Fact v. Fiction: Credit Scores

Your credit score is one of the ways mortgage lenders determine whether you’re a good bet, that is, whether to loan you money so you can buy real estate. Most credit scores range from 300 to 850, with higher scores indicating more creditworthiness. A good score is considered above 650. Your score is based on how many open accounts you have, your level of debt, and your repayment history as well as your income.

Your financial behavior affects your score. You can improve your score, but it’s not a quick process, so if you’re planning to buy a house and you need a loan, now is the time to start shoring things up.

Under the heading, “Life isn’t fair” you’ll find the length of time it takes to damage your credit is far shorter than the length of time it takes to repair it. It only takes a few months to ruin a good credit score. At six months past due, credit card accounts are often charged-off, which means a creditor declares that your debt is unlikely to be repaid. Charge-offs are one of the worst things you can do to your credit score. Bankruptcies also severely damage your credit.

So, if you want to improve your credit score, you should pay your bills on time—all bills, utilities, car payments, rent, and others. If you use credit cards and other debt wisely, you can build credit. It’s not bad to borrow. It’s bad to borrow and not repay your debt. With credit cards, as long as you pay off your balance every month, or at least pay the minimum required, you’ll be fine.

You should also repay a collection account. Although the benefits to your credit score are not immediate, it does help eventually. Once a collection is on your credit report, it factors into your credit score until the credit reporting time limit runs out. Most newer credit scoring models ignore collection amounts under $100.

Some people think you’ll damage your credit score by checking it regularly: not true. If banks or other financial institutions check your score frequently, that’ll send up a red flag, but as an individual, you can check your own score without negative consequences. A good source for this is www.creditkarma.com.

You should know that each person has several credit scores because there are several different scoring models. And for each model, there are three different credit scores for each of the major credit bureaus. Your scores will be comparable, but not identical. Also, the credit score you get online is an educational credit score and typically not the same credit score your lender is going to use, so you cannot assume you’ll get approved for a loan based on an educational credit score. It simply gives you a general idea of your credit health.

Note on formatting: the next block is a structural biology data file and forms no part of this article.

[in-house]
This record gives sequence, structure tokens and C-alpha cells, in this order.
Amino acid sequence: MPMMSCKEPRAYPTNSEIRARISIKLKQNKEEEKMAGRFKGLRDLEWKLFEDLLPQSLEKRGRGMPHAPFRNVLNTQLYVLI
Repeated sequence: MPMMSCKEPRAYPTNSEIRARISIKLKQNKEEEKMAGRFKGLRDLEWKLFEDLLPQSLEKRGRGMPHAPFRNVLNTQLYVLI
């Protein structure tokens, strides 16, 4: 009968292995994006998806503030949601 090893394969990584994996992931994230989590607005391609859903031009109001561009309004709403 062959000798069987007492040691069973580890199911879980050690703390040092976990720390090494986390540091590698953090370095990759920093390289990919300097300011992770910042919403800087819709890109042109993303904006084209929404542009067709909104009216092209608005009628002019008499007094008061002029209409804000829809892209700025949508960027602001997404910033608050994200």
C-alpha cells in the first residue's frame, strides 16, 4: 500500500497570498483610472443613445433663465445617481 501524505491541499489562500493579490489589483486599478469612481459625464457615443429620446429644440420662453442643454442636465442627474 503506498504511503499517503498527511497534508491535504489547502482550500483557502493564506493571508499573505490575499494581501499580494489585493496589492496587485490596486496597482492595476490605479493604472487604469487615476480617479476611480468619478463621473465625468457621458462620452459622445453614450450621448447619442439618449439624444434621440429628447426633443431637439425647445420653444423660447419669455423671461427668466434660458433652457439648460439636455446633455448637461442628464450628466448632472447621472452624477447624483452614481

Sometimes people believe getting married or closing a credit card will improve their score. When you get married, you each maintain your individual credit scores and closing a credit card is more likely to hurt your credit score than to help it, particularly if you close the card with a balance. Leaving accounts open, especially if they’re in good standing, is typically better for your credit score.

If you don’t have a great credit score, don’t panic. A bad credit score doesn’t mean you’ll never get a loan; it just makes it harder. You may be required to pay higher interest rates or fees, but lenders look at other factors, too, like income and how much debt you currently have.

If you have questions about property management or real estate, please contact me at rselzer@selzerrealty.com or call (707) 462-4000. If you have an idea for a future column, share it with me and if I use it, I’ll send you a $25 gift certificate to Schat’s Bakery.

Dick Selzer is a real estate broker who has been in the business for more than 40 years.

Leave a Reply

Your email address will not be published. Required fields are marked *